A drizzle of tourists keeps the tourism fires burning in Ashvem

Ashvem, in North Goa, experiences the highs and lows of tourism in season and off season
REALITY CHECK: The sight is beautiful, but reality is rough at the coast in Ashvem, Mandrem.
REALITY CHECK: The sight is beautiful, but reality is rough at the coast in Ashvem, Mandrem.Photo: Augusto Rodrigues

On a late afternoon in June in Goa, the sky darkens as the clouds burst and the noise of rain falling on rooftops disturbs the silence. From afar, the waves can be seen breaking and slowly kissing the promenade built along the Ashvem coast.

Unlike many coastal wards, Ashvem, in North Goa, has not been silenced by the monsoon rains, and this can be gauged as Paulo Britto is seen reaching an agreement on prices with guests seeking to hire his bikes.

After a while, four customers drive away with four of his vehicles.

REALITY CHECK: The sight is beautiful, but reality is rough at the coast in Ashvem, Mandrem.
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“There are people still coming to stay at hotels built around the ward. Domestic tourists still come during the weekend, especially during the long ones, but most now prefer to stay in the upscale hotels,” says Britto, who has around 20 bikes which he rents out.

The rain has seen the arrival of guests reduce to a drizzle, but not all is shut in this ward that is a witness to the highs and lows of tourism.

There are a few restaurants that are open, and though the food might not be the best served by all, there is food that suits every visitor's purse.

PRETTY AS A PICTURE: With the rising levels of water during the rains, soak in the beauty of the season.
PRETTY AS A PICTURE: With the rising levels of water during the rains, soak in the beauty of the season.Photo: Augusto Rodrigues

“Our timings have changed. We used to start early in the morning for breakfast during the season, but now, we are open for lunch and finish early at night. Some senior staff is on leave,” said the manager of a restaurant that sees better days during the season.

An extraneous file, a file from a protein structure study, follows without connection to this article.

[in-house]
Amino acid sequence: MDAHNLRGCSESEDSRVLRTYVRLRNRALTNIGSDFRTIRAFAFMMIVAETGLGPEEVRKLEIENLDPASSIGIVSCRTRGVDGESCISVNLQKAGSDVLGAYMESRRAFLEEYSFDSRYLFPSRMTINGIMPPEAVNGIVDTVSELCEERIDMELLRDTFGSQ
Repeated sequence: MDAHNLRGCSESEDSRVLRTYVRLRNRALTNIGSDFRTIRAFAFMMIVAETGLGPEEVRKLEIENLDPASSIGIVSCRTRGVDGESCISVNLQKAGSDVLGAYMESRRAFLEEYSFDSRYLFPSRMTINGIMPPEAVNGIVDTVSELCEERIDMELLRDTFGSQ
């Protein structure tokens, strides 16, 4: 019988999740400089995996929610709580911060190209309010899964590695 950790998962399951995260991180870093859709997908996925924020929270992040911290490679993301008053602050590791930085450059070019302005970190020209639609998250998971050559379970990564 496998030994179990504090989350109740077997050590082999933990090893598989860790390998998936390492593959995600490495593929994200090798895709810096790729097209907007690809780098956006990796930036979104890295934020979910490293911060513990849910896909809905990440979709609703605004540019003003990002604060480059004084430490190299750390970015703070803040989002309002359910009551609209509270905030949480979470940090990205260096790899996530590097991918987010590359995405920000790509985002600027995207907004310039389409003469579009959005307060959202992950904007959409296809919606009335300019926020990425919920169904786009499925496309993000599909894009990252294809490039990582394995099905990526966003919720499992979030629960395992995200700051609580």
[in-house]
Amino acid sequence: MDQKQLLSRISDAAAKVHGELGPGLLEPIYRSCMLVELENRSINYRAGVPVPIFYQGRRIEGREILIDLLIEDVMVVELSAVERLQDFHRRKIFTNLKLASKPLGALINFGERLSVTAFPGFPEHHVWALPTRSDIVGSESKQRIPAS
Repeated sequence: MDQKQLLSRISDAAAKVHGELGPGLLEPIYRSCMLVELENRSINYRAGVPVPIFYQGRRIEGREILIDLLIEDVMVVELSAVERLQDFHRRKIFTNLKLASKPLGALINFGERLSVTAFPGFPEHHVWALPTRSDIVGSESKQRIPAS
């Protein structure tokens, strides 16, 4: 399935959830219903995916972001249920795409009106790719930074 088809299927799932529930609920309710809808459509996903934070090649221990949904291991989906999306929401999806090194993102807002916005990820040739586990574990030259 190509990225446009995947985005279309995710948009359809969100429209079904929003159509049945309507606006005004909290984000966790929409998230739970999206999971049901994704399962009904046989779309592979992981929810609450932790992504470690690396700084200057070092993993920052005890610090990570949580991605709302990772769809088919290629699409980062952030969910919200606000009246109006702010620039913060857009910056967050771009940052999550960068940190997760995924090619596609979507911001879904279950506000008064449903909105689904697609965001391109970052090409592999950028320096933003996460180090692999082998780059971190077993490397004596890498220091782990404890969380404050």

There are restaurants that can be seen covered in plastic, some shops are closed, and a handful of eateries have two or three covers. Unlike during the season, the sounds of the waves make the best music here in the monsoons.

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The local residents, too, are more relaxed, though some yearn for the scenes of the past.

“The place is quiet compared to the season, but we still have to be careful of the traffic when going out for a walk. We have these mad guys driving at high speed, and for an old lady like me, it is dangerous,” says Josefina as she strolls past the beach, an umbrella protecting her from the rain.

“It is good that some people are making money, but the past is lost. I miss the coconut trees that dotted our coastline. I still cannot understand why they were cut,” she adds.

CLOSED! Many establishments in Ashvem shut down during monsoons.
CLOSED! Many establishments in Ashvem shut down during monsoons.Photo: Augusto Rodrigues

As the evening grows older, the smell of salt fish being roasted emanates from a cluster of houses. Though not cut off from civilization, many residents cannot let go the charm of yesteryears.

Salt fish, garnished with onions to accompany kanji, is going to be dinner for the Fernandes family.

“We could not go out fishing and could not climb our coconut trees to collect toddy, and so, we waited to see whether my husband could get fish as he had gone angling. Or salt fish, pickle or sausages would be our meal,” discloses Apolon, as she sips hot tea to keep herself warm in the rain.

The rain has seen the arrival of guests reduce to a drizzle, but not all is shut in this ward that is a witness to the highs and lows of tourism.

No visitors can be seen around, but once in a while, girls and boys from the North can be seen moving around – chatting, giggling or getting some corn.

“We stay here (Ashvem) because the rents are reasonable for us, who work around hotels here,” admits Asma from the North East.

Rooms with attached kitchens and washrooms, that are normally given on rent for around Rs 9,000 a month during the season, are now available for Rs 3,000.

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“At least we are getting some money during the rains, and these children who work in the hotels are not noisy and don’t trouble us,” explains Apolons’s daughter. “They move to other places during the season as our rent increases,” she adds.

As time ticks to return home, a drive through concrete reality stares – one of the potholed roads and flooded streets – and the beauty experienced in Ashvem turns into a dream.

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